To begin with the Walrus costume, I drew up several sketches to get an idea of what I wanted to do. Having made clothes for Echo in the past, I knew roughly what would work, etc., but as always there are trial and many errors in sewing. The Walrus costume is essentially a shell. It fits over the dog’s head and drapes down her back. There are no securing straps, elastic and what have you underneath to keep it in place, it stays still because it encompasses her sides as well. I did originally think to add this strap detail, but saw it wasn’t needed after all.
Once I had the measurements, I laid the linen out and used a fabric marker to notate the general shape I wanted the garment to be and marked the neck, mid-back and tail locations. I then decided to add three inches to the space between each of these marks to allow for gathering and sewing of the “blubber”.
Ok, now that the batting was surgically put back together, I laid it on top of the linen cut out and then placed the micro-fiber on top, making a sandwich like you would if you were quilting. Pin it together, EVERYWHERE. Micro-fiber, at least what I used, is slippery stuff and things got a little squirrelly. After making the walrus quilt sandwich, you are going to want to flip it over and cut it all down to the size of your linen lining.
Note: I stopped the batting at the neck about 4.5” from the end so I would be able to make a ¼” turn on the end, then a 1” casing for elastic to keep the costume fitted to the dog’s head.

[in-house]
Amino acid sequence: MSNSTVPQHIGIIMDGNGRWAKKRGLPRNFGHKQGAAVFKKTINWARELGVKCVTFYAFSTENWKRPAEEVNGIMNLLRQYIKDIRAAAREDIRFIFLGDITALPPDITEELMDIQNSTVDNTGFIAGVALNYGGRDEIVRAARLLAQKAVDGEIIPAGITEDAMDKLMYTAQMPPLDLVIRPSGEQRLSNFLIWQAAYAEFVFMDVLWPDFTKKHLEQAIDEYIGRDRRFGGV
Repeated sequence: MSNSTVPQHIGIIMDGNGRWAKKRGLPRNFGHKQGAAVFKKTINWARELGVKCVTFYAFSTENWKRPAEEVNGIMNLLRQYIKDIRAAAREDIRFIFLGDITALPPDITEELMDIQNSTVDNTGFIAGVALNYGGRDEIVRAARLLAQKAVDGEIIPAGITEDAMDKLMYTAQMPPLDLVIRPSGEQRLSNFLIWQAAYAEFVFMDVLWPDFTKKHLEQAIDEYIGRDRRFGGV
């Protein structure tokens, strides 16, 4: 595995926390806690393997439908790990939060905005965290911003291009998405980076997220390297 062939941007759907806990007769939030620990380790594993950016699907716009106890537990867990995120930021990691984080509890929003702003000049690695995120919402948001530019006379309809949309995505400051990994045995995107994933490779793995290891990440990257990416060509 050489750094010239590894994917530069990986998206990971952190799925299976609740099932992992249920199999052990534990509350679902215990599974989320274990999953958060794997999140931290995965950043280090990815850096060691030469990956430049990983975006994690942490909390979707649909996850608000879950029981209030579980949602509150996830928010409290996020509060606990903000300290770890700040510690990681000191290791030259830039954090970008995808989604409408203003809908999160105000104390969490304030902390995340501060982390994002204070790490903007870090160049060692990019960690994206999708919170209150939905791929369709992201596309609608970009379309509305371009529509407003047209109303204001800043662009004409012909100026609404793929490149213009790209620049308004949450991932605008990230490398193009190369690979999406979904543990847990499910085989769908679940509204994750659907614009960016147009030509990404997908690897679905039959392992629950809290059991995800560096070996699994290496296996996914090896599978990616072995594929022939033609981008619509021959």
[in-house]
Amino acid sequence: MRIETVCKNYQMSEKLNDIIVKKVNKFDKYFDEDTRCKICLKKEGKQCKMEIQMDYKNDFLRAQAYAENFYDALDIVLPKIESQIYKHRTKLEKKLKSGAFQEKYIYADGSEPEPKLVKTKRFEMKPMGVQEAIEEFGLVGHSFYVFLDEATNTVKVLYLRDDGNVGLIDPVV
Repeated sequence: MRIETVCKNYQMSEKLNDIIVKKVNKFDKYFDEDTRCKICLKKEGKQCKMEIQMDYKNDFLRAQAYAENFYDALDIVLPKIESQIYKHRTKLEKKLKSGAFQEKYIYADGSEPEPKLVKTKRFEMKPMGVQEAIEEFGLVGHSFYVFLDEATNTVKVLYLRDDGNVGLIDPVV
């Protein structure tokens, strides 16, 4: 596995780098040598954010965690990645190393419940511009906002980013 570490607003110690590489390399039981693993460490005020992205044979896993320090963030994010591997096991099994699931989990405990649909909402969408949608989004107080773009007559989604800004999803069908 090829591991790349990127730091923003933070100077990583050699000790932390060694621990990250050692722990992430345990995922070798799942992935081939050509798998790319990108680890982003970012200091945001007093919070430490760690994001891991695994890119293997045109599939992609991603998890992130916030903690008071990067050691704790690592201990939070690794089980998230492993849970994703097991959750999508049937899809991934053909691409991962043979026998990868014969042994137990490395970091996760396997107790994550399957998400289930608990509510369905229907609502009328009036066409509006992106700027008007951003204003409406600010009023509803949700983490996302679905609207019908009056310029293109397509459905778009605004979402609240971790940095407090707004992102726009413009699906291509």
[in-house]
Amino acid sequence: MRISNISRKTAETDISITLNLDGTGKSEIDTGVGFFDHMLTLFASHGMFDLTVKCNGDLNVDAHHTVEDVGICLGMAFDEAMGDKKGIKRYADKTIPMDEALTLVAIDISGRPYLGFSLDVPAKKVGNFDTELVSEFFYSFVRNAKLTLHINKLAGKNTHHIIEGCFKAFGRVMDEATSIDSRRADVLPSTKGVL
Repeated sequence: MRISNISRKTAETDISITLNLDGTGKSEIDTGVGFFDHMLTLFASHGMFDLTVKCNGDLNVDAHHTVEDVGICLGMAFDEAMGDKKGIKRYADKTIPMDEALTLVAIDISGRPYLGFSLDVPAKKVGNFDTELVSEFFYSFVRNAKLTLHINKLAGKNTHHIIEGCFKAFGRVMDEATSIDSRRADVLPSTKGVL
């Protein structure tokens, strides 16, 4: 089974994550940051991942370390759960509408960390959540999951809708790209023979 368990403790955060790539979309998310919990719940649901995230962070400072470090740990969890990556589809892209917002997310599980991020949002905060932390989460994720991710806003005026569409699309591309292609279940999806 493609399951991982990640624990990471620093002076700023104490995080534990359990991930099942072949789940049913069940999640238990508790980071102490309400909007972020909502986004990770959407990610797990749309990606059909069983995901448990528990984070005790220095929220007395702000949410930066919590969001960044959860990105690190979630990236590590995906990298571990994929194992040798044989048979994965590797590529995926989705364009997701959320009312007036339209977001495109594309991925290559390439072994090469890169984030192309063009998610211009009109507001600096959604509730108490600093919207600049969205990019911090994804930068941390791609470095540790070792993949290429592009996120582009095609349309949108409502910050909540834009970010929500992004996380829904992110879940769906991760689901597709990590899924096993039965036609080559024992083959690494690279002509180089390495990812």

Next I pulled the edges of the micro-fiber under the sides of the costume and sewed them to the linen, encasing the batting and giving a clean edge. I sewed it rather loosely so that the fabric would hang and fold, wrinkle, sag on its own like a walrus would in nature.
Originally, I had the batting extending down the whole length of the tail into the fin, but this looked gigantic on my Boston Terrier, so I cut the linen and batting to end at her rump. Then the micro-fiber was able to just drape to the ground with some slack. Then I cut out a tail fin from batting, roughly in the shape of a trapezoid. To make the five “fingers” on the tail, I cut four triangle notches about 2inches deep into the long side of the batting. After that I placed it in between micro-fiber like I did for the flippers. I pinned tightly along the edges of the batting where the notches were, which emphasized the webbing in the tail. Then I sewed up to the top of the tail along each side of the cuts to make a small ridge, like cartilage, between the larger sections of the fin. See pictures.
I extended the micro-fiber a little past the batting so I would have some slack to fold it under ¼”, then another ½” or so. Then loosely gather the “tail” on the main body and pin that to the tail fin you just made. After this was sewn in place, I sewed the loose micro-fiber together to give the tail more continuity.
To create the tusks, I used a synthetic ivory pen blank for use on a pen lathe.I purchased these at Pennstate industries (item # wxeea912) @ 4.95 each plus shipping. I used a Dremel tool with a sandpaper disc to carve the pen blanks into a tusk shape.I wanted these to look as natural as possible so by carving it by hand rather than on a lathe gave them an uneven look, just as they would look in the wild. Now to attach them on to Echo (the dog ) was a bit of trial and error, but the final solution was to use some 1/8” steel wire purchased from the home depot. I hand molded this rod into a semi circle and bent the ends 90 degrees. This would hold the tusks in place without choking Echo (the dog). To attach the tusks to the wire I drilled an 1/8” hole in each of the tusks and super glued them in place.